Food change

When puppies are adopted into their new homes, they will usually be given a different diet compared to what they are used to. All animals are prone to diarrhoea if their food is not transitioned gradually. For the first few days, we recommend feeding the puppy the food they are used to eating. Thereafter you can mix 25% of the new food with 75% of the current diet for five days. Then feed 50% of each food for five days. Thereafter feed 75% of the new diet with 25% of the previous diet for five days before changing over entirely to the new food.

Garbage disease

Garbage disease is a term we use to describe gastroenteritis that has occurred as a result of your puppy eating things they shouldn’t be eating. This need not mean just digging in the garbage. It can refer to a puppy eating insects in the garden, picking up bones and scraps of discarded food in the park or even material like grass and leaves. Therefore it is important to put precautionary measures in place to prevent your puppy from accessing rubbish bins and supervise them very closely when taking them on walks.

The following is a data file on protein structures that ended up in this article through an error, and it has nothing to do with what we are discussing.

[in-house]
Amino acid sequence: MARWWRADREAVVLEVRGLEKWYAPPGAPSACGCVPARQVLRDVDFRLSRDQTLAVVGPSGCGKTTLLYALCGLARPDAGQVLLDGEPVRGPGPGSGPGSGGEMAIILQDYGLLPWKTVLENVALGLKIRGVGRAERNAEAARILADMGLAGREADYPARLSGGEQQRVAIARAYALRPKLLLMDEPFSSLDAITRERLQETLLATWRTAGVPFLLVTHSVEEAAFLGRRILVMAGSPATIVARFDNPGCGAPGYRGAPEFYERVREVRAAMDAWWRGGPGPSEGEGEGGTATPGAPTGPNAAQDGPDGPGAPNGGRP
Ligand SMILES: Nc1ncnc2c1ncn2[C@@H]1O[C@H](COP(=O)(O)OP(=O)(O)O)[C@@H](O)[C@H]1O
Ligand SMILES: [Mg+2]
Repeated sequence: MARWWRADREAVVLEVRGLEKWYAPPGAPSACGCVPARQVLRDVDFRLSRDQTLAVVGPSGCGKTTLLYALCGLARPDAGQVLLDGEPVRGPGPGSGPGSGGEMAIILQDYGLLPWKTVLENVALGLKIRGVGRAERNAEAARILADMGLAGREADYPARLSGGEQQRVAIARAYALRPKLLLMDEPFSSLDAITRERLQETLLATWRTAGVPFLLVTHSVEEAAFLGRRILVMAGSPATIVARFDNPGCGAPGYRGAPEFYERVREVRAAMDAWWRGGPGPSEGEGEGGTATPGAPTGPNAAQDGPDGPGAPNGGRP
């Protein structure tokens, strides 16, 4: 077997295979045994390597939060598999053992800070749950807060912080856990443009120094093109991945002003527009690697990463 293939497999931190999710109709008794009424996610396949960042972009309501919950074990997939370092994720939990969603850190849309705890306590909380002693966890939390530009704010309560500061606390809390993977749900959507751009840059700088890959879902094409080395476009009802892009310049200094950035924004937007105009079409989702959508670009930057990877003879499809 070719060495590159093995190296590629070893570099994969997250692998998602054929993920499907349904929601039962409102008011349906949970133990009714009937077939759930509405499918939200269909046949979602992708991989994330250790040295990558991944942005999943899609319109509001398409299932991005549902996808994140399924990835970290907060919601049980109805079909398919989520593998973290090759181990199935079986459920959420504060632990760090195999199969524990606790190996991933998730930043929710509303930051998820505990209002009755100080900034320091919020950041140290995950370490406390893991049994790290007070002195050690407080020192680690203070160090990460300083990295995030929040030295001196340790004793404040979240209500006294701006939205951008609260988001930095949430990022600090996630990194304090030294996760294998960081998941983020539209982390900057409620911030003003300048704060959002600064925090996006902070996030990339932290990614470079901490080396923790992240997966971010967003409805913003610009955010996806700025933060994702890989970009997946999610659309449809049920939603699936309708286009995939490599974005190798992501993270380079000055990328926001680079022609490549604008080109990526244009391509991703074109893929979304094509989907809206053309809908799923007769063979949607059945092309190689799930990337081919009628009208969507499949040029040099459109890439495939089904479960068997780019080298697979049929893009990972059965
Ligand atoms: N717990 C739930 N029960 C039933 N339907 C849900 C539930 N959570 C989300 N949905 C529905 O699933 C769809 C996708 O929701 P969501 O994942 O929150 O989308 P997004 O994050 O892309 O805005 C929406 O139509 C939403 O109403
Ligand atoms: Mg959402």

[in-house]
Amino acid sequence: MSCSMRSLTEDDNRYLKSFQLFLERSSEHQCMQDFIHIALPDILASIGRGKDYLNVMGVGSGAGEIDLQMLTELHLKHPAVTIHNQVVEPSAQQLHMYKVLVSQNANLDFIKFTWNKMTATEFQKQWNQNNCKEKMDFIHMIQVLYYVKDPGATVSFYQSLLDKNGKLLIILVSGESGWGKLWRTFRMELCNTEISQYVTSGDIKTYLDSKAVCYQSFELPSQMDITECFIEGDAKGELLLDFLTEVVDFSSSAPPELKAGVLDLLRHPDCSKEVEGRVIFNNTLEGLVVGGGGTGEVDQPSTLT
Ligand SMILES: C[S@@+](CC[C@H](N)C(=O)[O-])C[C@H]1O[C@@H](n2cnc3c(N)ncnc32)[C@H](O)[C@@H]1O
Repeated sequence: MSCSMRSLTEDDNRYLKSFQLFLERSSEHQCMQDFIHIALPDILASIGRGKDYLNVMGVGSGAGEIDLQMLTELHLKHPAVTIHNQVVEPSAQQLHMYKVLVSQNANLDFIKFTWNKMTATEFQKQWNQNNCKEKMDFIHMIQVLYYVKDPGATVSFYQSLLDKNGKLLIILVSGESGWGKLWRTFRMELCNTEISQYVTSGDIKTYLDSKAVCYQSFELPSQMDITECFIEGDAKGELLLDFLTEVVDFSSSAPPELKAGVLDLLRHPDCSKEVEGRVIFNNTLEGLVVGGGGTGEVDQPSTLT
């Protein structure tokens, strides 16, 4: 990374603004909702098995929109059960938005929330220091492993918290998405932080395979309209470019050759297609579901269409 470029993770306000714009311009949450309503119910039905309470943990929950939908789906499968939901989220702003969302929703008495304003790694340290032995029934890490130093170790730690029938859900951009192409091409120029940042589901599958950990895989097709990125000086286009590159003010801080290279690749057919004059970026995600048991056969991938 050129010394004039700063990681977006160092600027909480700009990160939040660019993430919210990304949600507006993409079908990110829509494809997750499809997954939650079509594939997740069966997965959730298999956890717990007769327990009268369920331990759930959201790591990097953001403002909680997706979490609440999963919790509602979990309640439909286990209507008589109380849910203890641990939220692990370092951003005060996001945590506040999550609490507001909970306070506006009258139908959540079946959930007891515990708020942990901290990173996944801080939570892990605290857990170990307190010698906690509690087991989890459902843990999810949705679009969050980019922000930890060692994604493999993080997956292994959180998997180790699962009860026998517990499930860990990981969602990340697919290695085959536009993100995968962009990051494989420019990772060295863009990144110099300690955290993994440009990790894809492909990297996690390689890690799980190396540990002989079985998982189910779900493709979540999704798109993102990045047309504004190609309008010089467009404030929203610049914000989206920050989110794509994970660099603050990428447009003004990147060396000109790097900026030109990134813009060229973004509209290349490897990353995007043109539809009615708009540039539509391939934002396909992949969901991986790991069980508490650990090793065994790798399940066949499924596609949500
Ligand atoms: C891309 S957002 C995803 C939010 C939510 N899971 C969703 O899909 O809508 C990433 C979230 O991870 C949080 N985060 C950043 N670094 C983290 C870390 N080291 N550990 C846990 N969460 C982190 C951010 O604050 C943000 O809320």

Dietary indiscretion

Although it may be very tempting to share your snacks with your puppy, it is important to never feed puppies foods that are not designed for them. Human food can contain ingredients that are toxic to dogs such as onion, garlic and xylitol. You should also take care not to overfeed with dog treats. Your puppy must get the majority of their nutrition from a well-balanced dog food. Treats can be given once or twice during the day. If used for training, ensure that the treats you use are as small as possible, so that they do not overeat on them. Remember that by a couple of weeks of age most puppies will have become intolerant of dairy products, so it is not a good idea to give milk to puppies.

When do I go see my vet?

When you get your puppy, take them to the vet as soon as possible for a general health check. The vet can assess your puppy for health problems and help you address them before they become serious. Vaccinations and treatments for worms, ticks and fleas can also be administered if they have not yet been given. At this visit, it is recommended to allow the veterinarian to test for the common intestinal parasites, even if your puppy is not showing symptoms. In this way parasite problems can be addressed before they make your puppy very ill.

Puppies are at higher risk than adult dogs for becoming dehydrated if they are ill. If your puppy has vomited repeatedly and is not eating, you should seek immediate veterinary care. If your puppy has vomited once or twice and has diarrhoea, but is still eating, it is potentially not as serious and emergency treatment may not be necessary. However, any puppy that is showing symptoms of gastroenteritis should be seen by a veterinarian to rule out life-threatening illnesses and give the appropriate treatments. A ‘wait-and-see’ approach is not advised, particularly not with puppies who do not yet have the appropriate defence against illness.